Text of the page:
Lobbyists from UB are working to secure millions of dollars in funding from both the New York State and federal governments as part of the university's efforts to place Buffalo at the forefront of economic activity in biomedical research.
Faculty, administrators and employees in the university's Office of Government Affairs are working as a team to secure finances for the new Center of Excellence for Bioinformatics, said Bruce Holm, UB senior vice provost and chief administrator for the center.
The Office of Government Affairs has representatives in both Albany and Washington, and continues to utilize SUNY's powerful Washington lobbying firm to leverage the university for additional government funding.
"Our ultimate mission is to bring back funding for the university," said Janet Penksa, former secretary to the New York State Assembly's Ways and Means Committee, and currently UB's associate vice president for government affairs. "You bring a congressional member a good project, one that has lots of growth potential, preferably economic development potential."
The administration believes bioinformatics fulfills both those criteria.
"Many congressional members have been very interested because it's not only good science, but bioinformatics is estimated to be one of the fastest growing economic fields over the next century," Penska continued.
Penska said the Office of Government Affairs is staffed with individuals experienced in state and national power politics. Rebecca Malchow, the office's director of state relations in Albany, was a former budget analyst for the state senate's finance committee. Mike Pietkiewichz, the office's director of federal relations in Washington, has access to key players and decision-makers in the capitol.
Buffalo is especially well poised to take advantage of the biomedical boom thanks to the area's three leading and nationally recognized research institutions. Nobel laureate Herb Hauptman, who founded the Hauptman-Woodward Medical Institution, specialized in crystallography, one of the building blocks of bioinformatics. The Roswell Park Cancer Institute ranks as one of the nation's top 20 cancer centers and UB is home to one of the country's top-10 supercomputers.
"What's important to bioinformatics is that you have the unique computing capability as well as the biomedical research, and UB is one of the few institutions to pair the two," said Penksa.
Additionally, the university has seen unexpected community support from a variety of local partnerships as well as government officials. Both the Buffalo-Niagara partnership and local government officials are in close contact with the university and consider the center a top priority.
"Buffalo seems to be known for its factions," said Penksa. "This is a unique situation when you have everybody rallying around a good project."
As part of the ongoing efforts to secure additional state funding, the university sponsored "UB Day" at the state legislature in Albany last week. Lobbyists from the corporate sector, business leaders, researchers, alumni and students traveled to the state capital to show off the university to legislative leaders, delegation members and members of the higher education committee in both houses of the legislature.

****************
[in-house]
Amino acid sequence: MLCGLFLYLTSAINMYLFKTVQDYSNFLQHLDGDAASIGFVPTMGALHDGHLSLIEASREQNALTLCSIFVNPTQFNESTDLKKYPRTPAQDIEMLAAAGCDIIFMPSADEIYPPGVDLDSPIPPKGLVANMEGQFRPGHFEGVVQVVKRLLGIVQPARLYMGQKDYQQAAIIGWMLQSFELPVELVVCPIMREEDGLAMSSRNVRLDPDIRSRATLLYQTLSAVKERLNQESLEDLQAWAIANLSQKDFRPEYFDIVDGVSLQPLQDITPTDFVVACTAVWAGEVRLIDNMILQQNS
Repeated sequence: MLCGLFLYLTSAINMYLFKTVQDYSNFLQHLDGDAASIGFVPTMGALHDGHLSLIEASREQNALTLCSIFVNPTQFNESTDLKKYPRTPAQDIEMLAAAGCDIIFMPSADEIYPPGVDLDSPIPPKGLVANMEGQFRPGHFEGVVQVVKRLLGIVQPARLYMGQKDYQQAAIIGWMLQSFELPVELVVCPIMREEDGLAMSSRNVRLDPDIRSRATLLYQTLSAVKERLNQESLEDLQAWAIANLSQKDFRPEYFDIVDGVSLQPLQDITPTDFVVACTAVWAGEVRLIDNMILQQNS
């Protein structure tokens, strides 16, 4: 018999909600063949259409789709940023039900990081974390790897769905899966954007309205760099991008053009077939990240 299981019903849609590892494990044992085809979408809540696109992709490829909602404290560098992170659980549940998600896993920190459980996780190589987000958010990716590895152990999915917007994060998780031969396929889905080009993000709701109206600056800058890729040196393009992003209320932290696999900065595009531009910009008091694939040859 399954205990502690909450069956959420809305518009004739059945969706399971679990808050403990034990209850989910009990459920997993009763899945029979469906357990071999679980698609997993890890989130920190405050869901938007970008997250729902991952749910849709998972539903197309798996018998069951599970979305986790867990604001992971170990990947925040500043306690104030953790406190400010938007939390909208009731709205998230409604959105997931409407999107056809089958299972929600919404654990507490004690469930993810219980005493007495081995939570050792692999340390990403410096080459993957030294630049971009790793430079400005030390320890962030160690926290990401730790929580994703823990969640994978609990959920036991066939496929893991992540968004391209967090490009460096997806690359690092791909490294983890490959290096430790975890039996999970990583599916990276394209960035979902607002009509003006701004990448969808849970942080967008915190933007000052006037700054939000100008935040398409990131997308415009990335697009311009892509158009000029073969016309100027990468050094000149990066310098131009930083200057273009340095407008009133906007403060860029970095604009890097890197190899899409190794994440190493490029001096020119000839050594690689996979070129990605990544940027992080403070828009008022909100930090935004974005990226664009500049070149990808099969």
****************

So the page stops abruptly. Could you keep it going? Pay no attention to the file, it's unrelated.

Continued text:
"One of the things we did at 'UB Day' was have a very visible exhibition and also lobbying teams who were going to the members, so we kind of had a two-prong approach," said Ryan McPherson, a third-year law student and government relations analyst who attended the event.
The "visible exhibition" included high-tech virtual reality displays from the Center for Computational Research, "battle bots" and a performance from the Buffalo Chips, UB's male a cappella musical group.
The university plans to hold a similar event in Washington sometime in mid-April, but will be more discriminative in deciding groups from UB attend.
"Washington we do more selective," said Penksa. "It's just a different environment. Albany loves the mass of people and all the science. Washington is a bit more of a competitive town."
The event will be one of many trips to the Capitol this semester by UB leaders as part of their efforts to educate people about the field of bioinformatics, the economic growth potential of biomedical sciences and how Buffalo is especially suited to develop such technology, according to Penksa.
Next week, Penska, Holm and Russ Miller, director of the Center for Computational Research, are traveling to the nation's capitol to meet with key personnel on the appropriations committee and science committee and speak with representatives about the best way to lobby for the bioinformatics center.
The Bush administration recently proposed nearly $26 billion in research to combat bioterrorism for the 2003 fiscal year, which begins Oct. 3. For the past several years, UB has performed substantial bioterrorism research and seeks to capitalize on the money available.
"Funding for bioinformatics is not only directed toward chronic diseases such as cancer and heart disease, but is an important tool for developing vaccines and treatments for bioterrorist agents such as anthrax or smallpox," stated Jaylan Turkkan, UB vice president for research, in an e-mail.
Turkkan said UB is creating a "lean and mean" task force to track federal funding opportunities from the National Institute of Health and other agencies to insure UB researchers are contributing to "this important national need."
"Our research teams in vaccine development are not only nationally and internationally recognized, but are poised to take advantage of these new funding opportunities," Turkkan continued.